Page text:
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Environment Internet News Science

World Wide Views on Climate and Energy

world wide views

Public Participation

On Monday and Tuesday of this week, I found myself in Brussels in a beautiful Palace. I was at a conference about public participation, and went to a presentation of a very interesting project called World Wide Views on Climate Change and Energy.

The project as the name suggests involved a kind of world wide survey, involving 10 000 people and covering a large portion of the globe. It involved 97 day long debates spread over 76 countries, just to give you an idea, and the incredible thing is that they all happened on the same day. Not only that, but the results were uploaded live, and so could all be seen as they happened, a bit like the Eurovision Song Contest but without Terry Wogan.

The conference was not really about the results of the project, but the methodology and how it was actually conducted. The system has been used twice before, and was designed by the Danish Board of Technology and a host of other National and International organizations. The UN Framework Convention on Climate Change were one of the initiators, so as you can see it was a large project.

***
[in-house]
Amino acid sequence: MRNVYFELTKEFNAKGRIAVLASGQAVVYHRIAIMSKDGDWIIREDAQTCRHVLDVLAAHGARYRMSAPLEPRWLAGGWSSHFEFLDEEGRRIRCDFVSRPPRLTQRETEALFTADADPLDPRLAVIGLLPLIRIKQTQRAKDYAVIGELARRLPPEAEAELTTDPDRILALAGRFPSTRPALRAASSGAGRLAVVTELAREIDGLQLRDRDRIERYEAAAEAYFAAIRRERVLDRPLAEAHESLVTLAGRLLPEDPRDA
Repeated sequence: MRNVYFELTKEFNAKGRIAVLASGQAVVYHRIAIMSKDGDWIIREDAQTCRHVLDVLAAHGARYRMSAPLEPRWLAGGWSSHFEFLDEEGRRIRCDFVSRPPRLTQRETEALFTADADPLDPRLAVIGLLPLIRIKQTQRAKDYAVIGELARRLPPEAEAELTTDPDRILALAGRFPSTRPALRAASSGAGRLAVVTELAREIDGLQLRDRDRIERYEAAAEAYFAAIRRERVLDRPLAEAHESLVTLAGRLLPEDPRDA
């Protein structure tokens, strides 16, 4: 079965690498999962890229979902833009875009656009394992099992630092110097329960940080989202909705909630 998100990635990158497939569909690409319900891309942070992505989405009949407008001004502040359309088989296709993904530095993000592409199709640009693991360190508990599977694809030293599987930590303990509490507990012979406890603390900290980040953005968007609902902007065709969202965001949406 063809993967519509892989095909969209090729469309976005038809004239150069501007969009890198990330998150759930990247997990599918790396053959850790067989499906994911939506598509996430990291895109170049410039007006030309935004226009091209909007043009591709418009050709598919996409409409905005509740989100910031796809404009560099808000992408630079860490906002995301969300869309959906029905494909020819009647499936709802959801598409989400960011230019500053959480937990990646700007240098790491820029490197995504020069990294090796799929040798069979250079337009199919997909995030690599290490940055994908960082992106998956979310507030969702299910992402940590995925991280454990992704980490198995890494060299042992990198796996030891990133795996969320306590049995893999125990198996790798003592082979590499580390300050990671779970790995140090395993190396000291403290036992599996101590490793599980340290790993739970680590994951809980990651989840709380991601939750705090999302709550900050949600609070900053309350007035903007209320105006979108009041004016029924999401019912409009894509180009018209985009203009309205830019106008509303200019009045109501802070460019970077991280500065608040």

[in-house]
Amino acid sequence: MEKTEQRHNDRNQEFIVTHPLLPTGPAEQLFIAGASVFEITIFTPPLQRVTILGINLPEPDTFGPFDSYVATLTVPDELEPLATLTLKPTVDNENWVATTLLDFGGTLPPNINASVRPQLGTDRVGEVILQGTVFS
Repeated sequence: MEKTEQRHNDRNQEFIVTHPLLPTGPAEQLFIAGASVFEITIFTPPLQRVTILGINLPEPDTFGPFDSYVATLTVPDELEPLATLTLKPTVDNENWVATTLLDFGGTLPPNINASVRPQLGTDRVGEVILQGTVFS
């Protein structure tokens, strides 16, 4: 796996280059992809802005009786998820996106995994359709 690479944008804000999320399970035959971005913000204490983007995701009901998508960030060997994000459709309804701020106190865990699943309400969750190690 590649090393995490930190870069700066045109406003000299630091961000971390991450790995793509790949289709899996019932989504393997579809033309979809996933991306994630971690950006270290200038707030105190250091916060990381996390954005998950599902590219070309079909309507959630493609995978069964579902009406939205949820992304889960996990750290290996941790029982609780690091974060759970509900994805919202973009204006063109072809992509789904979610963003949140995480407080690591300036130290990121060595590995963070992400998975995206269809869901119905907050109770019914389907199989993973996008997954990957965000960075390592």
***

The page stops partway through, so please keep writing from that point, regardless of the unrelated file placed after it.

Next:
The Results

The results are aimed at providing policy-makers with world views. The participants were selected in order to represent the make up of each individual country and gathered for a day long experience. They were all shown the same videos, presented with the same written materials and asked the same questions.

Democratic debate and deliberation are central to the project, and it looks like an interesting use of the web to me. Obviously you can pick holes in the methodology if you wish, how representative can 10 000 people be? But I don’t think that was the point of the exercise. It is a large scale global survey of how people feel about climate change and energy transition, and the fact that countries and areas can be compared, as well as other groups taken across the globe, is a really interesting development.

The results are all posted on the website, find them here, there are also user friendly analysis tools for anyone to use.

In the report however an analysis has been done of some of the findings. As a brief outline, we can say that citizens want their governments to act, that action should be on the basis of the individual county’s emissions and wealth, and the private sector should participate.

Citizens are also expected to take part in decision-making and to participate in the process of lowering emissions.

This is an interesting project, and if you have time I highly recommend a look at the website and a play with the figures.

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Blogging How To Guides

How to be a great commenter

Do you read a lot on the internet? If you do, the chances are that you read in places where there is the ability to comment, be it on a blog (the most obvious place) or even a forum or website.

Why should you bother commenting?

If you have a website or blog yourself, then promoting this would be a good idea… But there are other reasons!